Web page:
USDA’s annual inventory of cattle shows the number of all beef and dairy cattle and calves in the U.S. was up 1 percent year over year on Jan. 1 to 94.4 million, an increase of nearly 700,000 head.
The number of beef cows and calved heifers increased 2 percent to top 31.7 million, up almost 510,000.
However, the agency reported decreases in replacement beef heifers and replacement beef heifers expected to calve, which were down 4 percent and 5 percent, respectively.
At 6.1 million head, replacement heifers are 237,000 fewer than a year ago. Those expected to calve this year at nearly 3.8 million are down about 208,000.
While the replacement heifer counts are lower year over year, analysts say those numbers are still strong and could lead to more herd growth.
“It’s certainly possible, it’s kind of wait-and-see,” said Derrell Peel, livestock marketing specialist with Oklahoma State University.
“It would certainly support a limited amount of growth if conditions are right,” he said.
Markets were stronger than expected in 2017, despite an increase in beef production, with a decent level of profit in most sectors. If that continues in 2018, there could be additional herd expansion. But that’s not guaranteed, he said.
“There’s enough heifers out there to grow. We could see another half percent, plus or minus, growth this year,” he said.
The number of heifers and heifers expected to calve are both down from last year, but that’s coming down from extraordinarily high levels, he said.
Those animals as a percentage of the herd are still at a higher level than the industry ever got to in the 1990s, the last full herd expansion, he said.
The average share of heifer replacements in the overall herd in 1993 to 1995 was 18.3 percent. The latest inventory report shows them at 19.3 percent of the herd, he said.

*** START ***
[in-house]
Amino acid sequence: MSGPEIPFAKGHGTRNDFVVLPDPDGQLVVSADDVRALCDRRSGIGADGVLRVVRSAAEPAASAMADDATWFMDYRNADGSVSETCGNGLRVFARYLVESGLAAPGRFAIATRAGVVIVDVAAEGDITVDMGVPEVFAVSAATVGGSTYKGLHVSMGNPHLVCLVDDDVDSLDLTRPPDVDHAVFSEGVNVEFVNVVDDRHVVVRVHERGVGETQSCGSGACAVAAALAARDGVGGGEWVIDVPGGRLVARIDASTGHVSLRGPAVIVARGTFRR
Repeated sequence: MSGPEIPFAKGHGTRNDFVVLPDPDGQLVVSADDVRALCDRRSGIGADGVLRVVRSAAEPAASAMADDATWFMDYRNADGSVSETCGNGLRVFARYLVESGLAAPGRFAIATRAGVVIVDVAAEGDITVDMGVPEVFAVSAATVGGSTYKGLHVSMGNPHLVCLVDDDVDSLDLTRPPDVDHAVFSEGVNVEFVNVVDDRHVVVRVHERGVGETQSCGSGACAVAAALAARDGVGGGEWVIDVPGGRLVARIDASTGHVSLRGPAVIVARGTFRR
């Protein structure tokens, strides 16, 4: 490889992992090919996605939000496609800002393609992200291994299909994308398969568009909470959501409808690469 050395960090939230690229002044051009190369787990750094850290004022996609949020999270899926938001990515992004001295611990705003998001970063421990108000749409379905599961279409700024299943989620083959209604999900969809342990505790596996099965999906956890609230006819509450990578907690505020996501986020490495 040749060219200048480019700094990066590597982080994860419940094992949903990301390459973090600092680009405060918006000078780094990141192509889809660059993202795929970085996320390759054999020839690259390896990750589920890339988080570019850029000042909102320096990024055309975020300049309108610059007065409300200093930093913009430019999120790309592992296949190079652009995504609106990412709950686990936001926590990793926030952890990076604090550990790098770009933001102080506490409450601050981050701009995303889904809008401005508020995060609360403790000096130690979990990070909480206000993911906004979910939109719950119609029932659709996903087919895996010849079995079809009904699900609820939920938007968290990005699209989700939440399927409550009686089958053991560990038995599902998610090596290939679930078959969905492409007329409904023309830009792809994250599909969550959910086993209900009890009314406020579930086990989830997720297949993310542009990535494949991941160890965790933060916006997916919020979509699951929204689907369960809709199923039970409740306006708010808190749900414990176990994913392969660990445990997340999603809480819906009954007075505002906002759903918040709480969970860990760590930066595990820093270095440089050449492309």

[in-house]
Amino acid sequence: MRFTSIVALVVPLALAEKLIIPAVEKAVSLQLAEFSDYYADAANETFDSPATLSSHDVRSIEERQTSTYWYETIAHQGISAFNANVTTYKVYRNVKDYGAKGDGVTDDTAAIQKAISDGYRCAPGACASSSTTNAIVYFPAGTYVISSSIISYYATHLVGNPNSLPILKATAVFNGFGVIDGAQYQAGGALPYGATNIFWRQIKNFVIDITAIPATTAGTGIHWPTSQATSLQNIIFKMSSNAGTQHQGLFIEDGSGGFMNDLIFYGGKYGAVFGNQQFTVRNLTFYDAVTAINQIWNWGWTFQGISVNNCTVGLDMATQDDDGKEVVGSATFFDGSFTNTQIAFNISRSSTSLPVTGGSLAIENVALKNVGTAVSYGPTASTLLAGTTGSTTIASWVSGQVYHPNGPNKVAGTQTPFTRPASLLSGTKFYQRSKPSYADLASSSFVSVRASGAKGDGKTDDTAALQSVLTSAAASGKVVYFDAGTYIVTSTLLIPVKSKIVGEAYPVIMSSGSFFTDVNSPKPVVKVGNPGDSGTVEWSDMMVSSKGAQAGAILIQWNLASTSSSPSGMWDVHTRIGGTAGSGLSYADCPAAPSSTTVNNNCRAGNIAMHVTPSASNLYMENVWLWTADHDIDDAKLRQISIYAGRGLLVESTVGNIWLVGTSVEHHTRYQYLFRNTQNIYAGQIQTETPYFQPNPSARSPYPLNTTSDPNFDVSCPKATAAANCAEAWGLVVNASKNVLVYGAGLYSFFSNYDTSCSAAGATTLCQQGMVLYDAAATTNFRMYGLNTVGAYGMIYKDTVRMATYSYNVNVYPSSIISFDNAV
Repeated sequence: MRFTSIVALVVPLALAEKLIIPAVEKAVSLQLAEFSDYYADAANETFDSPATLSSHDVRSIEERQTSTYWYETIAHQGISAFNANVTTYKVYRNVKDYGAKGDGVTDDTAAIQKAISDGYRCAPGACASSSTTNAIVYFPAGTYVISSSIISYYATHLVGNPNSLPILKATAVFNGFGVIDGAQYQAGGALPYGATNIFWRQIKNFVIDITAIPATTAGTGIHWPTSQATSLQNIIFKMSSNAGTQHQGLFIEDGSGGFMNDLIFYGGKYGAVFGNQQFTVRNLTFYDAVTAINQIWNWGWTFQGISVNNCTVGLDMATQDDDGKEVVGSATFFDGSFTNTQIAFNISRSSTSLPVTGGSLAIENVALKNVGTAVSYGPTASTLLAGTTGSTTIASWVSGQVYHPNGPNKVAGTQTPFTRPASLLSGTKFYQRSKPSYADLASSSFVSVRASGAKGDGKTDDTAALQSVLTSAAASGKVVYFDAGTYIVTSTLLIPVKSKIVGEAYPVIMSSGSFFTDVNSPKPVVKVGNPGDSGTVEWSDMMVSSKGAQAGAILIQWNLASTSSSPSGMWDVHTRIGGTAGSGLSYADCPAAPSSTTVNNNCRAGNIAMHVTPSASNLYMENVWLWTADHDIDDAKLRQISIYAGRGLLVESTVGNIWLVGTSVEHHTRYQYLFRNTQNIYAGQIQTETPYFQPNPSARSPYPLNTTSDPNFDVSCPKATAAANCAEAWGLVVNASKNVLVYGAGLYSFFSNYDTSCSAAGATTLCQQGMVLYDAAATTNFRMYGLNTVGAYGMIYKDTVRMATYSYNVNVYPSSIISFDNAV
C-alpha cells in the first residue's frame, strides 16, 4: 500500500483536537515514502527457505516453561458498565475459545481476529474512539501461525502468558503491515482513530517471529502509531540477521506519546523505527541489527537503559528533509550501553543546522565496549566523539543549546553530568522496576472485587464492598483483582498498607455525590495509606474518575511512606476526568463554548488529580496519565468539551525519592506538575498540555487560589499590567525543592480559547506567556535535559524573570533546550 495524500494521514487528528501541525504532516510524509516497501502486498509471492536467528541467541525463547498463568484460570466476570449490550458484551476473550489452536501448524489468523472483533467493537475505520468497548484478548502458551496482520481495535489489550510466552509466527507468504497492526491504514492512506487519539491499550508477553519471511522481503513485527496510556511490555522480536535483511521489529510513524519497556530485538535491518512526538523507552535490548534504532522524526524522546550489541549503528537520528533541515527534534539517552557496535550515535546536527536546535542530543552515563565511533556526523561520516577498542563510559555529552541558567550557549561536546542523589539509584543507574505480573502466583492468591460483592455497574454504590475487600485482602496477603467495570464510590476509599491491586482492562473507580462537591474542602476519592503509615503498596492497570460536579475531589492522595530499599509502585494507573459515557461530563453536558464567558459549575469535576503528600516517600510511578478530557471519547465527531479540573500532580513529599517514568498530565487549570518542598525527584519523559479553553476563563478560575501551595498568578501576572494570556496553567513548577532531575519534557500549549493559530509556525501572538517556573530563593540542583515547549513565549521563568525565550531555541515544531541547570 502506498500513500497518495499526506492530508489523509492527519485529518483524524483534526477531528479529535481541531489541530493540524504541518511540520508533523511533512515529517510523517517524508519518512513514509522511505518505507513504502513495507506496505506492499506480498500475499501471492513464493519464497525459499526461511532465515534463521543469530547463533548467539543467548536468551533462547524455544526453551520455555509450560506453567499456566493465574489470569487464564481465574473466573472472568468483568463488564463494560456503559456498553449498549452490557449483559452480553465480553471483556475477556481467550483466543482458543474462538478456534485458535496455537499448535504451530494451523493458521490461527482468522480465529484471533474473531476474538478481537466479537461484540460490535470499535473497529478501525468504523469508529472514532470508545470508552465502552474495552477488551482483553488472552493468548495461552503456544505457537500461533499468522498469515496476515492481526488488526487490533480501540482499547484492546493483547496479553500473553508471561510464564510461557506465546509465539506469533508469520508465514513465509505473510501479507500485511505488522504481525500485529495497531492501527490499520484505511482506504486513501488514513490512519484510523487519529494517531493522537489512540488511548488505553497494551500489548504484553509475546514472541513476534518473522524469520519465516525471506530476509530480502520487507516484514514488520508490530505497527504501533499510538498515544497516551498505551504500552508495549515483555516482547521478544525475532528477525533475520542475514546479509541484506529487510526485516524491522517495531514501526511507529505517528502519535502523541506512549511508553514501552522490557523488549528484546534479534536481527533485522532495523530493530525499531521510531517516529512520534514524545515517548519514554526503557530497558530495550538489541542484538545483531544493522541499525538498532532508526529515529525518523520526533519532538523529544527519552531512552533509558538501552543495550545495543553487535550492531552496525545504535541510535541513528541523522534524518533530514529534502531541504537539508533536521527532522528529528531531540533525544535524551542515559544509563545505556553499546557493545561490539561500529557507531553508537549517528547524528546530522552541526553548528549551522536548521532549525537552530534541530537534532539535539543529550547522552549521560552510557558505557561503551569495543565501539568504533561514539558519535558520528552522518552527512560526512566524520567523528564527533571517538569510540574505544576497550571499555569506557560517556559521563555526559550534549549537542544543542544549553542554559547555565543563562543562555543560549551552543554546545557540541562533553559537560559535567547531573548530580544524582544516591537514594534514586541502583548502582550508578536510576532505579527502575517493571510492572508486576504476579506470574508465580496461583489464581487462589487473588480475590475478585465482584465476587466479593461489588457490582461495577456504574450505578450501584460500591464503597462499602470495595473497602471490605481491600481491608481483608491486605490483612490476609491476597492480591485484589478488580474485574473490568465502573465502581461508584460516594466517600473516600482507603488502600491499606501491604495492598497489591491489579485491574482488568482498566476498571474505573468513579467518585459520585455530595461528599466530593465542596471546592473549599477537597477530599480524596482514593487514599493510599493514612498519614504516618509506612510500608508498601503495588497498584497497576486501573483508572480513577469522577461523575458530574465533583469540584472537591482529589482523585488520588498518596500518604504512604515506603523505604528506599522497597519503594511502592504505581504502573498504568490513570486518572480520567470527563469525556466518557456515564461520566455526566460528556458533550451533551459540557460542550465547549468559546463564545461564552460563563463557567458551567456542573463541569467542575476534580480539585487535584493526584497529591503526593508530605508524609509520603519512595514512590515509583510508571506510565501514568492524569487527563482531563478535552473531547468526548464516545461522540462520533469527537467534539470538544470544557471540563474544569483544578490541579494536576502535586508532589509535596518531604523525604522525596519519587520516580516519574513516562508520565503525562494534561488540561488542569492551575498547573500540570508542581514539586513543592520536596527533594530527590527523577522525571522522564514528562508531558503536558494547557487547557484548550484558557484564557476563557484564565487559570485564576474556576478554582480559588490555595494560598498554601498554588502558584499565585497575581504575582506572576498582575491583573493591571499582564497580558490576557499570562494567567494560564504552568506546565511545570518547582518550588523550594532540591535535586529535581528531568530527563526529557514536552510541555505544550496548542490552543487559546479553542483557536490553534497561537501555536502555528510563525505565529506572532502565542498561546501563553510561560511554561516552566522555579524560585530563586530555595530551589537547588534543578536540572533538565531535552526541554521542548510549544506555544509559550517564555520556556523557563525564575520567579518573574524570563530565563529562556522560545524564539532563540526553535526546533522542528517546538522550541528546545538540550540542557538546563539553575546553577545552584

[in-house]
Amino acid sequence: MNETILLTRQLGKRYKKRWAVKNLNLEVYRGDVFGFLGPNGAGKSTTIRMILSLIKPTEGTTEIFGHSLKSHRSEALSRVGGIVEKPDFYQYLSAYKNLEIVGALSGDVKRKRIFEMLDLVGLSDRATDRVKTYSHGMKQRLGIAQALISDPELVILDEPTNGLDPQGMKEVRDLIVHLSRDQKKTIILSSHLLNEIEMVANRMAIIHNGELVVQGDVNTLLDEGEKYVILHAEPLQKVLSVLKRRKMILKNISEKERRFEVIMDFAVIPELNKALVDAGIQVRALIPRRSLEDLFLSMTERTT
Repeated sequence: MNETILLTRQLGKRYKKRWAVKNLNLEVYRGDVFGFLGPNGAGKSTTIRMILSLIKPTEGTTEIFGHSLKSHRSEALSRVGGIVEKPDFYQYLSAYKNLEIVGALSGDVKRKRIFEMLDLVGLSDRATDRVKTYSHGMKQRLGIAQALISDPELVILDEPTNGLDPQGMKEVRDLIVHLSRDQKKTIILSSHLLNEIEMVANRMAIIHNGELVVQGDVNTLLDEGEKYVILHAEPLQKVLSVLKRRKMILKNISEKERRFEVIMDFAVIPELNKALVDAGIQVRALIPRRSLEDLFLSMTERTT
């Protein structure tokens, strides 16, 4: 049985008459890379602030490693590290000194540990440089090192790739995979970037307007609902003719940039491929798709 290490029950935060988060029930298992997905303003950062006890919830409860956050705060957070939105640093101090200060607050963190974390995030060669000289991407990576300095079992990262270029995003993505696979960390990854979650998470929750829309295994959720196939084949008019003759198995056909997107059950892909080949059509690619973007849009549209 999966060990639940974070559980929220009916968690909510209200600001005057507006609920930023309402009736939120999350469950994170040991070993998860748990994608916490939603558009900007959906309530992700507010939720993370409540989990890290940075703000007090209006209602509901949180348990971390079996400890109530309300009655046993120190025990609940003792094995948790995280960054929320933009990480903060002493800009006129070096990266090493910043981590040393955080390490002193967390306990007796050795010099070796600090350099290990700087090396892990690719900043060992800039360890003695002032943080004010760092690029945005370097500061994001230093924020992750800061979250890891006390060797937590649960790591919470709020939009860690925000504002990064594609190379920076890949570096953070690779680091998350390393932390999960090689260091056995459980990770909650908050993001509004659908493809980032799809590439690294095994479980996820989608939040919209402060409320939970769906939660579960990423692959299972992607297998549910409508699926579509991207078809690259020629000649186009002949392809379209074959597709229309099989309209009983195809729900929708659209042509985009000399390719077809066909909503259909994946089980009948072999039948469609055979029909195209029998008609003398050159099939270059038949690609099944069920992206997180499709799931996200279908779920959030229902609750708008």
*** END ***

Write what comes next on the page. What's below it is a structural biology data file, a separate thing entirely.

“There’s enough to support a moderate level of growth,” he said.
John Nalivka, owner of Sterling Marketing, said he’s expecting about the same level of growth this coming year as what was seen in 2017.
There’s still room for growth, given the increase in beef cow numbers, he said,
“And I think there are more heifers out there that will calve” than the report suggests, he said.
The survey numbers are only estimates. The lower number of heifers expected to calve this year remains to be seen, he said.
Those heifers would have been retained in 2016 and bred in 2017. While profits to cow-calf producers in 2016 were down significantly from the record highs in 2014 and 2015, producers still made nearly $175 per cow, he said.
“We haven’t had a drought, and 2016 had good forage conditions and low grain prices,” he said.
In addition, cow-calf profits were good in 2017 as well, $155 to $160 per cow, he said.
All those factors lead him to believe producers were holding back more heifers in 2016 and breeding them in 2017 than the report suggests.
“Time will tell. I think we’ll still have continued growth in the cattle inventory and be up about 1 percent” this year, he said.